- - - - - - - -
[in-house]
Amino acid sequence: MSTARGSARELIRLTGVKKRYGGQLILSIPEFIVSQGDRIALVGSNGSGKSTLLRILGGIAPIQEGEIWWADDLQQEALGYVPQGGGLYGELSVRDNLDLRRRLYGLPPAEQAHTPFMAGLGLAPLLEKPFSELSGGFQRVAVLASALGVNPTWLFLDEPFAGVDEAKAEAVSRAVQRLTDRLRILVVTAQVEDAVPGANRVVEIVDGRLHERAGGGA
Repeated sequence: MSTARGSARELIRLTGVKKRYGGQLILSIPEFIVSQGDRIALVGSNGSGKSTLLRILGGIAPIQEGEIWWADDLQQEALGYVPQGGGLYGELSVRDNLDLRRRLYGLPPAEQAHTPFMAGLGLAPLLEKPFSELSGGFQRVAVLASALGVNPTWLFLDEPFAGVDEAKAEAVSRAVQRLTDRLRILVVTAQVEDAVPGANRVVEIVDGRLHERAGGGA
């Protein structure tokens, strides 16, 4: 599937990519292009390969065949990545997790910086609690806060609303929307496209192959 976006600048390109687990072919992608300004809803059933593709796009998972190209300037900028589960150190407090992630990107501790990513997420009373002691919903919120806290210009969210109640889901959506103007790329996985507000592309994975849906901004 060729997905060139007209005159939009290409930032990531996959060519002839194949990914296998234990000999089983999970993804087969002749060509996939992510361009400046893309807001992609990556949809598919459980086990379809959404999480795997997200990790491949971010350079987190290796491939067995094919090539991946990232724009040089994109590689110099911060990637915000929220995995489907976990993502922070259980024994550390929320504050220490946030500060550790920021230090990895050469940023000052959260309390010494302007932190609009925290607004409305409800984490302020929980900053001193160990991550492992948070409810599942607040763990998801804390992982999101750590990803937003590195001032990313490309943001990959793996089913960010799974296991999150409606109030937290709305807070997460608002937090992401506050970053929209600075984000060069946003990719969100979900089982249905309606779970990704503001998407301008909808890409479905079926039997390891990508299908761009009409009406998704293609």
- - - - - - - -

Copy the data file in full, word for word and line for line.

[in-house]
Amino acid sequence: MSTARGSARELIRLTGVKKRYGGQLILSIPEFIVSQGDRIALVGSNGSGKSTLLRILGGIAPIQEGEIWWADDLQQEALGYVPQGGGLYGELSVRDNLDLRRRLYGLPPAEQAHTPFMAGLGLAPLLEKPFSELSGGFQRVAVLASALGVNPTWLFLDEPFAGVDEAKAEAVSRAVQRLTDRLRILVVTAQVEDAVPGANRVVEIVDGRLHERAGGGA
Repeated sequence: MSTARGSARELIRLTGVKKRYGGQLILSIPEFIVSQGDRIALVGSNGSGKSTLLRILGGIAPIQEGEIWWADDLQQEALGYVPQGGGLYGELSVRDNLDLRRRLYGLPPAEQAHTPFMAGLGLAPLLEKPFSELSGGFQRVAVLASALGVNPTWLFLDEPFAGVDEAKAEAVSRAVQRLTDRLRILVVTAQVEDAVPGANRVVEIVDGRLHERAGGGA
């Protein structure tokens, strides 16, 4: 599937990519292009390969065949990545997790910086609690806060609303929307496209192959 976006600048390109687990072919992608300004809803059933593709796009998972190209300037900028589960150190407090992630990107501790990513997420009373002691919903919120806290210009969210109640889901959506103007790329996985507000592309994975849906901004 060729997905060139007209005159939009290409930032990531996959060519002839194949990914296998234990000999089983999970993804087969002749060509996939992510361009400046893309807001992609990556949809598919459980086990379809959404999480795997997200990790491949971010350079987190290796491939067995094919090539991946990232724009040089994109590689110099911060990637915000929220995995489907976990993502922070259980024994550390929320504050220490946030500060550790920021230090990895050469940023000052959260309390010494302007932190609009925290607004409305409800984490302020929980900053001193160990991550492992948070409810599942607040763990998801804390992982999101750590990803937003590195001032990313490309943001990959793996089913960010799974296991999150409606109030937290709305807070997460608002937090992401506050970053929209600075984000060069946003990719969100979900089982249905309606779970990704503001998407301008909808890409479905079926039997390891990508299908761009009409009406998704293609």